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## Linear programming

### Highlights

• Linear programming
• Equality and inequality constraints
• Finite and infinite bounds
• Interior-point method
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Stata provides statistical solutions developed by StataCorp, and it provides programming tools for those who want to develop their own solutions. There are two Stata programming languages: ado, which is easy to use, and Mata, which performs numerical heavy lifting. And Stata is integrated with Python.

Mata class LinearProgram() solves linear programs. It uses Mehrotra's (1992) interior-point method, which is faster for large problems than the traditional simplex method.

## Let's see it work

Here's a linear program that we will solve:

maximize       5*x1 + 3*x2                  (objective function)

subject to      -x1  +  11*x2   =  33       (equality constraints)

0.5*x1  -     x2  <=  -3       (inequality constraints)
2*x1  +  14*x2  <=  60
2*x1  +     x2  <=  14.5
x1  - 0.4*x2  <=   5
and
x1            >=   0       (bounds)
x2  >=   0


The mathematical solution to this toy problem is

                x1 = 0
x2 = 3

objective function = 5*0 + 3*3 = 9


Let's use LinearProgram() to solve it. To do that, you

1. set the coefficients of the objective function,
2. set the equality constraints (if any),
3. set the inequality constraints (if any), and
4. set the bounds.

A program to fit the above model might read:

real vector solveproblem()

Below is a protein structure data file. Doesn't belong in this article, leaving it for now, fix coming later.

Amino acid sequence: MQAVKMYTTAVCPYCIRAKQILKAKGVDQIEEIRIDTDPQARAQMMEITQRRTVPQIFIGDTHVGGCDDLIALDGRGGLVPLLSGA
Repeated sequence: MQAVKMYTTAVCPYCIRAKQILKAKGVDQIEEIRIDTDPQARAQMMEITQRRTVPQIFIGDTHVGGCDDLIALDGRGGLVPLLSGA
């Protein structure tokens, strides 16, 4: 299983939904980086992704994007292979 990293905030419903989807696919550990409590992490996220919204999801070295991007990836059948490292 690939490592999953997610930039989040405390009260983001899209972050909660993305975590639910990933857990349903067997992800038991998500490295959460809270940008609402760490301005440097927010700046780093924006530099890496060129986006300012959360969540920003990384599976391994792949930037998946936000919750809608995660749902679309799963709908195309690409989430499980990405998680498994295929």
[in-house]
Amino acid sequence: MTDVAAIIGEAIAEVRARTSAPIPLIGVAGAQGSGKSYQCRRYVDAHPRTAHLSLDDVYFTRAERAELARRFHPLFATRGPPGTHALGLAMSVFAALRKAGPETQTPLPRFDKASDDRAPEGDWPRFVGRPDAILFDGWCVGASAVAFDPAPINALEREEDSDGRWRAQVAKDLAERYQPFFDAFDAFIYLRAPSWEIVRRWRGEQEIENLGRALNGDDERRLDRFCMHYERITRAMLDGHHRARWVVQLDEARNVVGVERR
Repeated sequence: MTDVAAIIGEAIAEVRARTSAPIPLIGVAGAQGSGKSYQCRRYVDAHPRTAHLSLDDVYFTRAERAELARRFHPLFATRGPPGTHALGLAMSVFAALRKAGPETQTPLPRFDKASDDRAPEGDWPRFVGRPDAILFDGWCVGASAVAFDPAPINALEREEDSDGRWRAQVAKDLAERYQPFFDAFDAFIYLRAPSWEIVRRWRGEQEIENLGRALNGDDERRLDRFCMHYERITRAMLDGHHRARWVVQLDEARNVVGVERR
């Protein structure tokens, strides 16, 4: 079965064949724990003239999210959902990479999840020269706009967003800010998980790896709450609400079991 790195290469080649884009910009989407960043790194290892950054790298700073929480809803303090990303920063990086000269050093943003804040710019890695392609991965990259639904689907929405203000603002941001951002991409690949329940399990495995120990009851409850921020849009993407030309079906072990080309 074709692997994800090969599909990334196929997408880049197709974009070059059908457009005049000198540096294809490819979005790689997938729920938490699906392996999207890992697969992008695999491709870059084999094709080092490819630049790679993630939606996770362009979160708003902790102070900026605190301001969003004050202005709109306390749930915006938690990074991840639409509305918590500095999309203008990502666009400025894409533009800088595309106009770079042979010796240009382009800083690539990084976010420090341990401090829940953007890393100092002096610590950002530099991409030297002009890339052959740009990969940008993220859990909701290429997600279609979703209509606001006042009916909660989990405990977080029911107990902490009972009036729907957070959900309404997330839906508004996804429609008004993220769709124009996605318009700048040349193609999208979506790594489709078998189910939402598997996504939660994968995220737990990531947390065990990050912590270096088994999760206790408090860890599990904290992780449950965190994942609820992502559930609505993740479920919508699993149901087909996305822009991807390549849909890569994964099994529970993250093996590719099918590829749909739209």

{
class LinearProgram scalar  lp

real scalar  value_of_objective_function
real vector  x

// We do not bother to declare the other variables
// used in this program.  We have -mata strict off-.
// Mata will declare the undeclared variables
// automatically.

// ----------------------------------------------------
// coefficients
coefs =  ( 5  ,  3)

// equality constraints
eq_lhs =  (-1  , 11) ;    eq_rhs = 33

// inequality constraints
ineq1_lhs =  ( 0.5, -1) ; ineq1_rhs = -3
ineq2_lhs =  ( 2  , 14) ; ineq2_rhs = 60
ineq3_lhs =  ( 2  ,  1) ; ineq3_rhs = 14.5
ineq4_lhs =  ( 1  ,-.4) ; ineq4_rhs =  5

// bounds
lower =   (0,    0)
upper =   (.,    .)

// ----------------------------------------------------
// combine inequality
// constraints

ineq_lhs = (ineq1_lhs \
ineq2_lhs \
ineq3_lhs \
ineq4_lhs )

ineq_rhs = (ineq1_rhs \
ineq2_rhs \
ineq3_rhs \
ineq4_rhs )

// ----------------------------------------------------
// set class

lp.setCoefficients(coefs)
lp.setEquality(    eq_lhs,   eq_rhs)
lp.setInequality(ineq_lhs, ineq_rhs)

lp.setBounds(lower, upper)

// ----------------------------------------------------
// solve linear program

value_of_objective_function = lp.optimize()
x = lp.parameters()

// ----------------------------------------------------
// done

// Return solution as vector (x, value_of_objective_function)

return((x, value_of_objective_function))
}


Running this program results in

                x1 = 9.895354557e-11
x2 = 3.0000000000264

objective_function = 9.000000000574


x1 and x2 are accurate to 11 digits, and the objective, to 10. If we needed more accuracy, you could reset lp.setTol(). Its default is 1e-8.

## Reference

Mehrotra, S. 1992. On the implementation of a primal-dual interior point method. SIAM Journal on Optimization 2: 575–601.